In Italy the Campo Santo (Holy Field) is best illustrated by the famous one at Pisa, from which the name has been given to other Italian burying-grounds. Of the cemeteries still in use in southern Europe the Catacombs (q.v.) of Sicily are the most curious. There is one of these under the old Capuchin monastery of Ziza near Palermo, where in four large airy subterranean corridors 2000 corpses are ranged in niches in the wall, many of them shrunk up into the most grotesque attitudes, or hanging with pendent limbs and head from their places. As a preparation for the niche, the body is desiccated in a kind of oven, and then dressed as in life and raised into its place in the wall. At the end of the principal corridor at Ziza there is an altar strangely ornamented with a kind of mosaic of human skulls and bones.

Cemeteries have been in use among many Eastern nations from time immemorial. In China, the high grounds near Canton and Macao are crowded with tombs, many of them being in the form of small tumuli, with a low encircling wall, forcibly recalling the ringed barrows of western Europe. But the most picturesque cemeteries in the world are those of the Turks. From them it was, perhaps, that the first idea of the modern cemetery, with its ornamental plantations, was derived. Around Constantinople the cemeteries form vast tracts of cypress woods under whose branches stand thousands of tombstones. A grave is never reopened; a new resting-place is formed for every one, and so the dead now occupy a wider territory than that which is covered by the homes of the living. The Turks believe that till the body is buried the soul is in a state of discomfort, and the funeral, therefore, takes place as soon as possible after death. No coffin is used, the body is laid in the grave, a few boards are arranged round it, and then the earth is shovelled in, care being taken to leave a small opening extending from the head of the corpse to the surface of the ground, an opening not unfrequently enlarged by dogs and other beasts which plunder the grave. A tombstone of white marble is then erected, surmounted by a carved turban in the case of a man, and ornamented by a palm branch in low relief if the grave is that of a woman. The turban by its varying form indicates not only the rank of the sleeper below but also the period of his death, for the fashion of the Turkish head-dress is always changing. A cypress is usually planted beside the grave, its odour being supposed to neutralize any noxious exhalations from the ground, and thus every cemetery is a forest, where by day hundreds of turtle doves are on the wing or perching on the trees, and where bats and owls swarm undisturbed at night. Especially for the Turkish women the cemeteries are a favourite resort, and some of them are always to be seen praying beside the narrow openings that lead down into a parent’s, a husband’s, or a brother’s grave. Some of the other cemeteries of Constantinople contrast rather unfavourably with the simple dignity of those which belong to the Turks. That of the Armenians abounds with bas-reliefs which show the manner of the death of whoever is buried below, and on these singular tombstones there are frequent representations of men being decapitated or hanging on the gallows.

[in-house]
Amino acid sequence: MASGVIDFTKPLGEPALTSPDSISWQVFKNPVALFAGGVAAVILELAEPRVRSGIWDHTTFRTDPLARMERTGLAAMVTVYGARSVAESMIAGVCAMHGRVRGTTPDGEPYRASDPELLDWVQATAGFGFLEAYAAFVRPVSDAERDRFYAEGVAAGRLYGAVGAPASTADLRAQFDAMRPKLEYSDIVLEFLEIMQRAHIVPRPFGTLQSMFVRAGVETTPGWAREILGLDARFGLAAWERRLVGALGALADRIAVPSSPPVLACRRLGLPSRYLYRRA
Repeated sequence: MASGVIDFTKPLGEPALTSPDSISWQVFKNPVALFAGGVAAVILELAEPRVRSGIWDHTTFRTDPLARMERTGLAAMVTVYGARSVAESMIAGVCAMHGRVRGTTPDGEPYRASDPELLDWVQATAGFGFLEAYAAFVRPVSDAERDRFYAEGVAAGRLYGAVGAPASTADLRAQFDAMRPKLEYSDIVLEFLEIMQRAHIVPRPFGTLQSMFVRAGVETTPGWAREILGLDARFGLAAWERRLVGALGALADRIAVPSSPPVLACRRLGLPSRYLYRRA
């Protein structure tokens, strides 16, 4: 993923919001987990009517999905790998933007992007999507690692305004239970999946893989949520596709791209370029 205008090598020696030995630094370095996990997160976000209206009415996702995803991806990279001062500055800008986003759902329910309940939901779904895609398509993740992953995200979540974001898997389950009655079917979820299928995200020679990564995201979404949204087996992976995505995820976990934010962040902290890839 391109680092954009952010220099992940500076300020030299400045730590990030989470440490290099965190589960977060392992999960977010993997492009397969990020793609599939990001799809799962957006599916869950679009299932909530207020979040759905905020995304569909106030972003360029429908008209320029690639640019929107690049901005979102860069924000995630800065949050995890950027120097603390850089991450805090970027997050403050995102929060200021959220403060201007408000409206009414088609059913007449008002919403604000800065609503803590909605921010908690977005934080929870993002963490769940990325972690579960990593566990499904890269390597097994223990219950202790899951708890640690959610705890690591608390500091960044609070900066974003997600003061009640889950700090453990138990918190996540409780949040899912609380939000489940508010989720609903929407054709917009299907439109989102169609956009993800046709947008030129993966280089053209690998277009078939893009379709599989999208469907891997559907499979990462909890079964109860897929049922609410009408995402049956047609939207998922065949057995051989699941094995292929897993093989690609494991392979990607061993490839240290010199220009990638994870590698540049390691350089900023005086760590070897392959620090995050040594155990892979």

See also the articles Burial and Burial Acts; Cremation; Funeral Rites; Churchyard.